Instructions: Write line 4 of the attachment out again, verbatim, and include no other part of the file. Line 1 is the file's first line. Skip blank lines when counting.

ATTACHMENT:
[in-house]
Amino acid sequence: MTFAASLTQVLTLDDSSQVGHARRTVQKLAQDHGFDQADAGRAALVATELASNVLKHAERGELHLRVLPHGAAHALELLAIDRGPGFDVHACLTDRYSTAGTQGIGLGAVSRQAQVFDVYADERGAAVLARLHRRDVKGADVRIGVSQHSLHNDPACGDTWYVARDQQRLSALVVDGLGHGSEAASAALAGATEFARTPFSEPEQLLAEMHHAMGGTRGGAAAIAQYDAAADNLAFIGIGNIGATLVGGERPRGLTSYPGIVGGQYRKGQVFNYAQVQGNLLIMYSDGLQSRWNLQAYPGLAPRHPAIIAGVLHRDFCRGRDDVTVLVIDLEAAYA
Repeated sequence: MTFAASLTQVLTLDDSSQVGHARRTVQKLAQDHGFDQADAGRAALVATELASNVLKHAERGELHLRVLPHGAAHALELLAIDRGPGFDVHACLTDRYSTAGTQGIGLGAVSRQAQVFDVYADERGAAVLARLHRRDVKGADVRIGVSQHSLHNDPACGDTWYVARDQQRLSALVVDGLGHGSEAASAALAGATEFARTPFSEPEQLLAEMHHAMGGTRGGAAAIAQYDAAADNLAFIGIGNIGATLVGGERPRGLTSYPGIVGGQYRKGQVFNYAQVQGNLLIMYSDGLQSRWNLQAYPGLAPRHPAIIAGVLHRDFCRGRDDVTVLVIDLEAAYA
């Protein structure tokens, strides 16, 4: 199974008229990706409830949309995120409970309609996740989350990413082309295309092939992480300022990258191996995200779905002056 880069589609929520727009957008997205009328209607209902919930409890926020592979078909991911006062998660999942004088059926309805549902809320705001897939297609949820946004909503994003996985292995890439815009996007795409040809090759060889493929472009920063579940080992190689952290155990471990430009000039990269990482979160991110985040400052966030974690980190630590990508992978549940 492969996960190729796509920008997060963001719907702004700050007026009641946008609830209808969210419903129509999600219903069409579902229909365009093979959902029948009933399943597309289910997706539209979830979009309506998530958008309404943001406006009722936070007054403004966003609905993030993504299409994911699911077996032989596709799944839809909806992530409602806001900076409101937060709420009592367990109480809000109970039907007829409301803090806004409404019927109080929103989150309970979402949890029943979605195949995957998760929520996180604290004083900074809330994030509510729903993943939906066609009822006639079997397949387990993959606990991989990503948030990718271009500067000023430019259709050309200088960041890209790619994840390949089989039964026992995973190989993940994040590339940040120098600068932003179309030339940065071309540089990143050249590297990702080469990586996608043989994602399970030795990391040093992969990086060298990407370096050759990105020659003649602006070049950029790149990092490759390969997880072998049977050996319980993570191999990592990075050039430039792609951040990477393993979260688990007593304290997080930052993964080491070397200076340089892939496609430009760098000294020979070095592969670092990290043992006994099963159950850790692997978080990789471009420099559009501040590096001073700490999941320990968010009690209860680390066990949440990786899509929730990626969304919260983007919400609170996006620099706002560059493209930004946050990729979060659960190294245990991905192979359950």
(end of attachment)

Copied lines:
């Protein structure tokens, strides 16, 4: 199974008229990706409830949309995120409970309609996740989350990413082309295309092939992480300022990258191996995200779905002056 880069589609929520727009957008997205009328209607209902919930409890926020592979078909991911006062998660999942004088059926309805549902809320705001897939297609949820946004909503994003996985292995890439815009996007795409040809090759060889493929472009920063579940080992190689952290155990471990430009000039990269990482979160991110985040400052966030974690980190630590990508992978549940 492969996960190729796509920008997060963001719907702004700050007026009641946008609830209808969210419903129509999600219903069409579902229909365009093979959902029948009933399943597309289910997706539209979830979009309506998530958008309404943001406006009722936070007054403004966003609905993030993504299409994911699911077996032989596709799944839809909806992530409602806001900076409101937060709420009592367990109480809000109970039907007829409301803090806004409404019927109080929103989150309970979402949890029943979605195949995957998760929520996180604290004083900074809330994030509510729903993943939906066609009822006639079997397949387990993959606990991989990503948030990718271009500067000023430019259709050309200088960041890209790619994840390949089989039964026992995973190989993940994040590339940040120098600068932003179309030339940065071309540089990143050249590297990702080469990586996608043989994602399970030795990391040093992969990086060298990407370096050759990105020659003649602006070049950029790149990092490759390969997880072998049977050996319980993570191999990592990075050039430039792609951040990477393993979260688990007593304290997080930052993964080491070397200076340089892939496609430009760098000294020979070095592969670092990290043992006994099963159950850790692997978080990789471009420099559009501040590096001073700490999941320990968010009690209860680390066990949440990786899509929730990626969304919260983007919400609170996006620099706002560059493209930004946050990729979060659960190294245990991905192979359950």